Damage from the 2009 L’Aquila earthquake.


Why Italian earthquake scientists were exonerated

Six scientists convicted of manslaughter in 2012 for advice they gave ahead of the deadly L'Aquila earthquake were victims of "uncertain and fallacious" reasoning. So say the three judges who acquitted the experts and reduced the sentence of a seventh defendant last November. In a 389-page document deposited in court on Friday and since released to the public, the trio of magistrates attack the convictions on multiple grounds and state that no blame can be laid on the scientists for the risk analysis they carried out (find links to document in first sentence here). Other scientists, however, accuse the judges of failing to understand modern seismology.

The six scientists—three seismologists, a volcanologist, and two seismic engineers—together with a public official were put on trial in 2011 for advice they gave at a meeting of an official government advisory committee known as the Major Risks Commission held on 31 March 2009. The judge in that trial, Marco Billi, concluded that the experts' advice was unjustifiably reassuring and led some of the 309 victims of the earthquake, which struck L'Aquila in the early hours of 6 April 2009, to underestimate the threat posed by the ongoing "swarm" of tremors and so remain indoors on that fateful night rather than seek shelter outdoors. Describing the experts' risk analysis as "superficial, approximate and generic," Billi sentenced each of them to 6 years in jail.

In its ruling, the appeal panel, headed by Fabrizia Francabandera, accepted one of the most controversial aspects of the indictment: that official reassurances were decisive in causing some of the quake victims to stay indoors. However, Francabandera and her colleagues ruled that those reassurances were the exclusive fault of the public official—the then–deputy head of Italy's Civil Protection Department (DPC), Bernardo De Bernardinis—and could not be blamed on the other six. De Bernardinis, they say, was guilty of "negligence and imprudence" in making a series of reassuring comments to a television journalist ahead of the experts' meeting.

In particular, the appeal judges write, it was De Bernardinis who promulgated the idea that the ongoing tremors were good because they discharged energy that might otherwise have resulted in a more powerful earthquake. Relatives of many of the deceased said this observation had persuaded them they were in no danger. Billi faulted the other defendants for failing to challenge the idea when it was raised by commission Vice President Franco Barberi during the meeting. But Francabandera and fellow judges argue that Barberi and colleagues cannot be held accountable for something they never discussed.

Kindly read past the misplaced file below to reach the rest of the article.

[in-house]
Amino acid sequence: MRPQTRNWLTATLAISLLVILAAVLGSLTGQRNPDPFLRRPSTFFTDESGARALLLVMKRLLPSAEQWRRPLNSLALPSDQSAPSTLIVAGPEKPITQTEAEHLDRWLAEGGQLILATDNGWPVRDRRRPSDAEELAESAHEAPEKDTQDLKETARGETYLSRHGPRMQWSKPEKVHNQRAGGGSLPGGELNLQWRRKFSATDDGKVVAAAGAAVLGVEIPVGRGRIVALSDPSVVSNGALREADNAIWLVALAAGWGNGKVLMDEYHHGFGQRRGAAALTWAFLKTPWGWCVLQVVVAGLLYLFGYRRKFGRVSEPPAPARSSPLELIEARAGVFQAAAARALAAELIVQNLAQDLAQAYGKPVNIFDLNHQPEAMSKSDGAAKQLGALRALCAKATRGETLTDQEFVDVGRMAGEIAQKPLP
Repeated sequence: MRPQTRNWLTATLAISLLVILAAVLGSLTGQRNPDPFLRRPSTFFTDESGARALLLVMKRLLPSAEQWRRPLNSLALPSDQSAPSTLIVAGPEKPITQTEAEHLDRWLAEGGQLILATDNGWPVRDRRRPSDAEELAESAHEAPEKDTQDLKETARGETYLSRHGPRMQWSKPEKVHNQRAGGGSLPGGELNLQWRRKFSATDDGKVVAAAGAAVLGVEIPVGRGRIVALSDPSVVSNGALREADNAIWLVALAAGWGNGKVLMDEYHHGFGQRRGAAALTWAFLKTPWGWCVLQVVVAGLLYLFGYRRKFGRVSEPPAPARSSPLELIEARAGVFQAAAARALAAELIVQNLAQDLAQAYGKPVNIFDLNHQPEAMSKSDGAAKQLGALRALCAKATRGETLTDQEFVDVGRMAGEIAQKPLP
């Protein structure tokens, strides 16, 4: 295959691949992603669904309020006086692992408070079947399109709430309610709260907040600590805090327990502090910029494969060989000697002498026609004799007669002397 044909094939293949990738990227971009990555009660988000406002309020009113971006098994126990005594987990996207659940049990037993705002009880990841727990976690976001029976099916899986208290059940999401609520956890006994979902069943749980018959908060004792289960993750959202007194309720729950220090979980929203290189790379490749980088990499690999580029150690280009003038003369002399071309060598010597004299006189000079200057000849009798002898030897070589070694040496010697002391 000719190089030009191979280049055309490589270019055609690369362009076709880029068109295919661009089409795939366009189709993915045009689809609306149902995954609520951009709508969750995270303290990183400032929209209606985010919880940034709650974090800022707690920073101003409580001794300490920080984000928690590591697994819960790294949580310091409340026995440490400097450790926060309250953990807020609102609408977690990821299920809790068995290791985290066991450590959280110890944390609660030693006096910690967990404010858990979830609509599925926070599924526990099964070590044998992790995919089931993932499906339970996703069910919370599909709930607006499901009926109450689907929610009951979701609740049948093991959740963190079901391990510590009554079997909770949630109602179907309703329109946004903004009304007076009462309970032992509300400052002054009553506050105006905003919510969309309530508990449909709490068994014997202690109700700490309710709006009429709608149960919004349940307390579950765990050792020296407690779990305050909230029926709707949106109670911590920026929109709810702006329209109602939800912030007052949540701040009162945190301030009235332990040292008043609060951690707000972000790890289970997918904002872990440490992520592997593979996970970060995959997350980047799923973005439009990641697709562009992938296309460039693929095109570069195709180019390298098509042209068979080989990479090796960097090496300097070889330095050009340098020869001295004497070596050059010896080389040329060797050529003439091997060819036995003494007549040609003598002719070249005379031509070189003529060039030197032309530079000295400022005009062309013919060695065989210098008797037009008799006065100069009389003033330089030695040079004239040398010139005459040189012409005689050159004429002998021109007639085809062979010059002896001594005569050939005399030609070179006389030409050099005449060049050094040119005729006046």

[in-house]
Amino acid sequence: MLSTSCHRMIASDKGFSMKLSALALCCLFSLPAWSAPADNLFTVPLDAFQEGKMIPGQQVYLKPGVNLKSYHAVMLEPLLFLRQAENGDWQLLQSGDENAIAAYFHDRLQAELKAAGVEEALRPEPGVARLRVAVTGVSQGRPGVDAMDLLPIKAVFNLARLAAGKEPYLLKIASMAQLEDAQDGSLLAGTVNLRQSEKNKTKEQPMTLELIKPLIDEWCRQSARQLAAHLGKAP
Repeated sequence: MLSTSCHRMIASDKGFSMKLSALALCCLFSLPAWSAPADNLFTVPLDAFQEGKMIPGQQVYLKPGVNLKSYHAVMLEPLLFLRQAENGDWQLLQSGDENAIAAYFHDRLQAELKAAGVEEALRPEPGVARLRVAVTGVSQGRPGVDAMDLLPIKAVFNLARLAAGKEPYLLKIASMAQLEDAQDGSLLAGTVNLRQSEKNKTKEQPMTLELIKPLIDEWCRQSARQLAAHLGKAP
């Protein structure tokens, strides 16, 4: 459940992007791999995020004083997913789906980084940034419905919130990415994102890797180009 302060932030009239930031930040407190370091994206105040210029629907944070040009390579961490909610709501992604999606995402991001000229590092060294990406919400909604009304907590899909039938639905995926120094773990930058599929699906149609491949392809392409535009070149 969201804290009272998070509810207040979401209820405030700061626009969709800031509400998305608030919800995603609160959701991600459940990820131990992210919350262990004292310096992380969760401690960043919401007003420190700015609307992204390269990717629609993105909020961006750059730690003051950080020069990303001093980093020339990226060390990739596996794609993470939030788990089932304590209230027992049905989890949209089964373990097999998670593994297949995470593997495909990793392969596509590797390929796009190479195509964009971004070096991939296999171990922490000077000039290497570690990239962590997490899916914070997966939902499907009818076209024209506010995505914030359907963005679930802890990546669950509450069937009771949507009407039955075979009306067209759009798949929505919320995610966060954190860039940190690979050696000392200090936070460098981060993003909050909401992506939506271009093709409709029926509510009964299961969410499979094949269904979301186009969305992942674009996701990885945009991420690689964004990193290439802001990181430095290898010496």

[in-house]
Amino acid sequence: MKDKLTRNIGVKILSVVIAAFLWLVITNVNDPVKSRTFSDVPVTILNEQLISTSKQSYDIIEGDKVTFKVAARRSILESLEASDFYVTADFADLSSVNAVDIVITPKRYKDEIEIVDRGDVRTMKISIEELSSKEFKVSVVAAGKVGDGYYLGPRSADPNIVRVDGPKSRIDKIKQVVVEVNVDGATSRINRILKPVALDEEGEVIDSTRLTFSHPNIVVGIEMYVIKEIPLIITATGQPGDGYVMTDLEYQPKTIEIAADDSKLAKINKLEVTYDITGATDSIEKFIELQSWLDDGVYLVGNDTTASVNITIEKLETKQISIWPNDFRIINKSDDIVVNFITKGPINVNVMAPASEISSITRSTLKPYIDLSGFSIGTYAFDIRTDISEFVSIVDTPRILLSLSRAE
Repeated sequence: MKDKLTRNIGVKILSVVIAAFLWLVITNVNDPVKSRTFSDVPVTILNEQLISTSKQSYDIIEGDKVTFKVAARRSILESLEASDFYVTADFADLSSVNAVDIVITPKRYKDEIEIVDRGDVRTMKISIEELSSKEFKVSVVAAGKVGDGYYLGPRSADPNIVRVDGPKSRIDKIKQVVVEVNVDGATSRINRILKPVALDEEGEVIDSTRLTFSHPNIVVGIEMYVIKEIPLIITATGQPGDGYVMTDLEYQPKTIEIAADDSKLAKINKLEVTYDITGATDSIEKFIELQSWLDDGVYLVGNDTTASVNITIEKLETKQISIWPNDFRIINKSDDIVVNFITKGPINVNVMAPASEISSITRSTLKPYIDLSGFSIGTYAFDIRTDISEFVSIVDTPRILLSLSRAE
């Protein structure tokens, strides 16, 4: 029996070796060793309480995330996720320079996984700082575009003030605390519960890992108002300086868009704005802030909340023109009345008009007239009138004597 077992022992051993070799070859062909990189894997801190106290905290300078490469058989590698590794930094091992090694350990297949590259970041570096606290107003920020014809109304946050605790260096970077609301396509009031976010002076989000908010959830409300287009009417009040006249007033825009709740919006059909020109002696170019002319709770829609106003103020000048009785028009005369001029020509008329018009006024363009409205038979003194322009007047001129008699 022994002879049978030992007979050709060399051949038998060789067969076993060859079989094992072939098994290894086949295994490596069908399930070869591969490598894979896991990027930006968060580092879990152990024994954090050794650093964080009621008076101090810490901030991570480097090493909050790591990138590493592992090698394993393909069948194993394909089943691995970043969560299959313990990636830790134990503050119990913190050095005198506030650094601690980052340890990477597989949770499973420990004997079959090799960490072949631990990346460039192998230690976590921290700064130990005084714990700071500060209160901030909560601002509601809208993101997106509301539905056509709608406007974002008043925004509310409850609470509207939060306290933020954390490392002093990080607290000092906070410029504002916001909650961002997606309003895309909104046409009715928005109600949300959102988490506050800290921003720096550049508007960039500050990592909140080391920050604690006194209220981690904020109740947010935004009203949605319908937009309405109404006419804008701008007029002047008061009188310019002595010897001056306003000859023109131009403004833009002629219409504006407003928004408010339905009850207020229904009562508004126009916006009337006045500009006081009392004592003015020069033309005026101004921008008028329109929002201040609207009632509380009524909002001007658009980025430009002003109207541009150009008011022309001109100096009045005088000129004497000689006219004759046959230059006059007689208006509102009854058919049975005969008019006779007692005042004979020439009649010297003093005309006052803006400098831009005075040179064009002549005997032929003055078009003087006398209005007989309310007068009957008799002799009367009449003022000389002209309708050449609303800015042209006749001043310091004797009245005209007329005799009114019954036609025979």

The appellate judges were particularly critical of the indictment, brought against the seven by public prosecutor Fabio Picuti and endorsed almost completely by Billi, for its reliance on what they call a "purely regulatory" measure of guilt. Picuti attempted to show that the defendants had flouted specific duties imposed on them by law as members of the Major Risks Commission, but Francabandera and colleagues argue that the law was too vaguely defined to allow such an approach. Instead, they say, the experts should have been judged on how well they adhered to the science of the time.

The appellate judges concluded that the scientists were innocent because there was no reason to think the swarm had increased the risk of a major earthquake. They maintain that the triggering of larger earthquakes by smaller ones is an idea that scientists have only taken seriously since the L'Aquila earthquake.

One of the six acquitted scientists, Enzo Boschi, who at the time of the earthquake was president of Italy's National Institute of Geophysics and Volcanology, says that the new judgment "explicitly recognizes my correctness as a scientist." He adds that it is an "important moment" for him, having been "crossing the desert" for the last 4 years.

Other experts, however, believe that the appellate judges erred. "It is scientifically false to say that a cluster of earthquakes doesn't change the probability of a big event," says Francesco Mulargia, a seismologist at the University of Bologna and a current member of the Major Risks Commission. "Ninety-nine times out of 100 a swarm won't lead to a major earthquake and so it is not a deterministic precursor. But it is still an important warning sign."

Public prosecutor Romolo Como must now decide whether to challenge the latest verdict in Italy's highest appeal court. He may also press ahead with a parallel manslaughter investigation against Guido Bertolaso, the then-head of DPC. Bertolaso allegedly orchestrated the experts' presumed reassurances in order to refute predictions of an imminent major quake by local technician Giampaolo Giuliani.

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